I wasn't confident enough to ride Shadowfax, our Andalusian gelding that threw me, so I was riding Ziggy, our "more sedate" older TB gelding. I was planning on just riding around the arena at a walk, but things got a little more interesting than that.

There is one corner of the DASH arena that is called "The Scary Corner". All the horses seem to have problems to some extent with that corner. I was trying to get Ziggy to go into that corner, and Foxfire came over on Shadowfax to try and show Ziggy that there was nothing scary in the corner. Of course, Shadow got into the corner and completely freaked out, proving that there was indeed something scary in the corner, a bucking, kicking Andalusian. Naturally, Ziggy spooked. He ducked and backed so fast that I came out of the saddle and halfway onto his neck, then he spun a complete 180 and started to bolt. Fortunately, I managed to tighten the reins enough that he didn't bolt, and we just walked away from the corner before turning to watch Shadowfax continue to freak out. It's a good thing that Foxfire is as good a rider as he is.

I directed Ziggy further away from Shadowfax and continued to sedately walk around the arena, and things went fine for a while. Foxfire eventually got Shadowfax's brain back in his head and decided to end the ride on that good note. DA decided that she was done riding at the same time, so both of them left the arena. I decided to ride Ziggy around one more time, then get off. Before leaving the arena, DA actually asked, if I would be okay by myself, and I said that I would be. I couldn't really blame Ziggy for spooking when Shadow went ballistic right next to him, and other than that, he'd behaved very well.

I'd forgotten that Ziggy can be a little buddy sour. As soon as both DA and Foxfire were out of sight of the arena, Ziggy began to call to Shadowfax, then he began to buck. Yes, reliable old Ziggy actually began to buck. They weren't very big bucks, but they were enough to bounce my butt out of the saddle and scare me pretty badly. The first buck caught me completely by surprise, during the second buck, I managed to tighten the reins enough to pull his head up and back so that couldn't buck anymore and he stopped dead, still quivering a little.

I immediately called to Foxfire to come back. I did not want to get thrown again, and Ziggy's bucking had pretty well freaked me out temporarily. By the time, Foxfire made it back to the arena, Ziggy had calmed down and I was feeling less freaked. I told Foxfire what had happened and said that now that Ziggy has mis-behaved, I needed to ride him longer to teach him that he couldn't act out simply because his buddy had left him behind. DA had finished untacking and grooming her horse and was able to stay and watch me while Foxfire went back to finish with Shadow. I told him NOT to bring Shadow back to the paddock by the arena for a while to make sure that Ziggy learned to behave when his buddy was out of sight.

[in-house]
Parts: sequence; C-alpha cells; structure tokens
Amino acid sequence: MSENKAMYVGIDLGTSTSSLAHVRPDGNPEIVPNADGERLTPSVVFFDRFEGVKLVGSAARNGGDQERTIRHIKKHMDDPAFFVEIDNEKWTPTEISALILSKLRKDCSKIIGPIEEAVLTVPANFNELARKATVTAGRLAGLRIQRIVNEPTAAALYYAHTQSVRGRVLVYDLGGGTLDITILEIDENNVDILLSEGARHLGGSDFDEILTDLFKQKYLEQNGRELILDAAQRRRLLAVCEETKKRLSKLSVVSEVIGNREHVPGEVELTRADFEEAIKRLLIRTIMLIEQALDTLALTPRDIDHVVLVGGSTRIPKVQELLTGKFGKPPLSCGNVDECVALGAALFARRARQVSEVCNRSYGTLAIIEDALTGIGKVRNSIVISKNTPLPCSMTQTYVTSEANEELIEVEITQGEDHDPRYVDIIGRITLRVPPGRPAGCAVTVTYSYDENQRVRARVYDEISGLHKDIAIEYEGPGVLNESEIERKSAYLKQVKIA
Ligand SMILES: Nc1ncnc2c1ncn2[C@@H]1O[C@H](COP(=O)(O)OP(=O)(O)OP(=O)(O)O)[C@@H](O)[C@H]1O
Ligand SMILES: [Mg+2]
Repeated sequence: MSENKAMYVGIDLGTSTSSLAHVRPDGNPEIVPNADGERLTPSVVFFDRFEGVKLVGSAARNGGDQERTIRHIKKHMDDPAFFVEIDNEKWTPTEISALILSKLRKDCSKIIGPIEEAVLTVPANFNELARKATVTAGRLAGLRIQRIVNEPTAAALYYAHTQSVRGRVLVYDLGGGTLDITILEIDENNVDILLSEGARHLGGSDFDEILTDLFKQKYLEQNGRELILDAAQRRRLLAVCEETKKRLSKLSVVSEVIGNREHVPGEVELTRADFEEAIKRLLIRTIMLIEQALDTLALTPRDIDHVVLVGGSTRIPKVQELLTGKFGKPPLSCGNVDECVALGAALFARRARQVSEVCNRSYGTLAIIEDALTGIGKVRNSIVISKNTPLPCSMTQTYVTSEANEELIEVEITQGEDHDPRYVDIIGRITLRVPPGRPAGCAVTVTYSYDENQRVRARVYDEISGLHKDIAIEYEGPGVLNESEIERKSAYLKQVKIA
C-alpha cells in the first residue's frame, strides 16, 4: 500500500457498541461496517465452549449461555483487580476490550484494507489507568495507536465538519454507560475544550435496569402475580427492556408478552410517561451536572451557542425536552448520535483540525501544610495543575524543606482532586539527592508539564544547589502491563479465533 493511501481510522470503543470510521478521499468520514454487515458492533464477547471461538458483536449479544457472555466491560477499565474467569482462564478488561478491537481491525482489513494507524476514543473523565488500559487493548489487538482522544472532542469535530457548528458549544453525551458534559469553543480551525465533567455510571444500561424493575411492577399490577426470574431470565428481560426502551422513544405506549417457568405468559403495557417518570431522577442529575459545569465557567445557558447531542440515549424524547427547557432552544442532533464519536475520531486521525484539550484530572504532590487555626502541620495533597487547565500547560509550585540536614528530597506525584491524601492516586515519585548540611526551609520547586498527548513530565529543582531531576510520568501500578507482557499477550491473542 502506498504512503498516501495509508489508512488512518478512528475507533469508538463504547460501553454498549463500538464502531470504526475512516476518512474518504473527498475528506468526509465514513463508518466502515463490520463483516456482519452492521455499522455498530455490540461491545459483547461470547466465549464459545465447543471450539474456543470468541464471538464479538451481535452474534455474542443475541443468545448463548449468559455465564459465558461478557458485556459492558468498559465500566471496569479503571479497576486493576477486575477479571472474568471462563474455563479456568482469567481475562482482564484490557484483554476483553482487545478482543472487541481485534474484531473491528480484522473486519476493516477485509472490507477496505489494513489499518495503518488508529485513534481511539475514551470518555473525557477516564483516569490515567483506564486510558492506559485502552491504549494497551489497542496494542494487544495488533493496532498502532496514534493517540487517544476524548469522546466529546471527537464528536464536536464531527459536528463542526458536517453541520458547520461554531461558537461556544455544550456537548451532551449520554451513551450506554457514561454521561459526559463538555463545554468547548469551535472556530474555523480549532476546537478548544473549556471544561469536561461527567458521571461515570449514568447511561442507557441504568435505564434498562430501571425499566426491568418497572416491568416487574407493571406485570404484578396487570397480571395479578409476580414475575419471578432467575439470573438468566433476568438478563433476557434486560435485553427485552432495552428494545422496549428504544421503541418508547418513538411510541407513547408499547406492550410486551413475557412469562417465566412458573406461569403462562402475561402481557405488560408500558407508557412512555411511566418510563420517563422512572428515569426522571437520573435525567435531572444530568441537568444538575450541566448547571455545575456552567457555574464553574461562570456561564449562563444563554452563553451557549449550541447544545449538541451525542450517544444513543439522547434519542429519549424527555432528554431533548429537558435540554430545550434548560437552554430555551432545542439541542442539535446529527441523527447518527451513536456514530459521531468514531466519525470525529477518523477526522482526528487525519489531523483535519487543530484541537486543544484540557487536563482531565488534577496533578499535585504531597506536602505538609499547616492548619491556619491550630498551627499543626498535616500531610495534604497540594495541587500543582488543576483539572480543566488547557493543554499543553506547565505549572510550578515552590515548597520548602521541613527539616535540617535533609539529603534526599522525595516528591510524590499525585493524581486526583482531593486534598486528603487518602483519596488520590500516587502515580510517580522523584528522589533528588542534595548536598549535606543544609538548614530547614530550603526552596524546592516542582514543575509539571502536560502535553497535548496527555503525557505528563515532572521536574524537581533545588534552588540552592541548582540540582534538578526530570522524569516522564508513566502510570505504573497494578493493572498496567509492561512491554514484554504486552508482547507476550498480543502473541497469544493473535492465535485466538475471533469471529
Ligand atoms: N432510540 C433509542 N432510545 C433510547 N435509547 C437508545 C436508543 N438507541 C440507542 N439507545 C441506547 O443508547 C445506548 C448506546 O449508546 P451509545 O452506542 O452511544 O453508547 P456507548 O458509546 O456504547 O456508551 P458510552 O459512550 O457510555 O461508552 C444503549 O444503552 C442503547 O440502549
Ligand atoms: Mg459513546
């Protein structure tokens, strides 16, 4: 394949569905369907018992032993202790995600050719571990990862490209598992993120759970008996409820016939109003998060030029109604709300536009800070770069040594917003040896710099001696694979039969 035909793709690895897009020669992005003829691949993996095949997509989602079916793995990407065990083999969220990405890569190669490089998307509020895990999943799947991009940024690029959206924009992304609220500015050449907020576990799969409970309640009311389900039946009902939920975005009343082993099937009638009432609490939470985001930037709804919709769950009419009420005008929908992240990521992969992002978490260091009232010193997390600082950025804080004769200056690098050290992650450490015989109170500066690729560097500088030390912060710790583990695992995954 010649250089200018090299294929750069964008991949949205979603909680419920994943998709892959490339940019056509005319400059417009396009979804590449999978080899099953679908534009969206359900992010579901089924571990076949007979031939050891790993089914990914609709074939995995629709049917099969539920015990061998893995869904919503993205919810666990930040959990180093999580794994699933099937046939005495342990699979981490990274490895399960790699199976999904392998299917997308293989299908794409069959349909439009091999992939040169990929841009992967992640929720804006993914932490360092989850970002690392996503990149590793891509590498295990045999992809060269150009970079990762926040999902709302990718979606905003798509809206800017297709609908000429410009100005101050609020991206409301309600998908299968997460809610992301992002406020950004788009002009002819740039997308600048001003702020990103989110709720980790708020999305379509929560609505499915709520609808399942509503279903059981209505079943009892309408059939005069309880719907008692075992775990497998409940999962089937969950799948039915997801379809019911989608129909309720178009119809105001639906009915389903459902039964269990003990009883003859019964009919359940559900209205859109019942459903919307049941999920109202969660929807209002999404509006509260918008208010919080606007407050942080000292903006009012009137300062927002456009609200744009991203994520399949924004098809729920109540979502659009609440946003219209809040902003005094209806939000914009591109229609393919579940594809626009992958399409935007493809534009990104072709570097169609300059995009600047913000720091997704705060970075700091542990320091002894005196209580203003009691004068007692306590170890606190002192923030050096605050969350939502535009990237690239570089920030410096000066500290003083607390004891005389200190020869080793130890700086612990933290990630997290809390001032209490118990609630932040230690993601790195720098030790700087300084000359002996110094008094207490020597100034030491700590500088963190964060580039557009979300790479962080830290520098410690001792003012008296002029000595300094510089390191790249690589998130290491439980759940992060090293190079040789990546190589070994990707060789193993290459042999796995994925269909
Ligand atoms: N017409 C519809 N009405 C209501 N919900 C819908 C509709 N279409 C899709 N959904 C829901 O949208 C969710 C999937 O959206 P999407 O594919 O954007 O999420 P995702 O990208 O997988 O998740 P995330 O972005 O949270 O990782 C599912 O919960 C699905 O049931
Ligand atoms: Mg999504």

The rest of the ride went pretty well. Ziggy did try to call to Shadow several more times, but each time, I would tighten the reins and make him pay attention to me before he could do anything other than whinny. I rode him for a lot longer than I really wanted to, my tailbone was fine, but my knees were really beginning to hurt. Eventually, I decided that he'd learned his lesson and dismounted.

All in all, it was a bit more of a ride than I planned on. However, I managed to stay in the saddle and wasn't hurt, so it was a good experience. I also learned an important lesson. I should never ride when no one is watching. No one was watching me when Shadowfax threw me, and no one was watching when Ziggy decided to act out. From now on, I will make sure that someone is always watching me when I'm in on a horse. Maybe then, my rides will be a little less exciting.

Despite the unexpected excitement, it was good to be back in the saddle.

Thursday, February 7, 2013

A Poem I Was Inspired to Share...

I follow the blogs of a number of authors that I admire. It's a great way to find out about their work in progress, and many of them simply share fascinating information and stories on their blogs. Earlier today, I was reading Terri Windings blog, "Myth & Moor", where she was sharing pictures she took along with quotes from some of her favorite authors. Another reader of her blog was inspired to write a poem and share it in the comments section. I felt a very visceral response to it(that's a good thing). So I am posting a picture that I took and, with the author's permission, sharing his poem.

Windswept (photo by Zhi Zhu)

Dreaming Awake
Austin Hackney

I am dreaming awake.
Both awake
and dreaming.

Between fantasy and reality there is
a boundary.
In the boundary there is
a gate.

I can open the gate
with my thoughts

or with my heart
with my pen
my brush
my voice
or my mandolin;

or by meeting your eye
or by touching you
or by walking away
or by lying alone in the dark
on the moss
under the moon;

by speaking sometimes,
sometimes by listening;

or by as many other
simple magics as
there are moments
and stars.

Either way,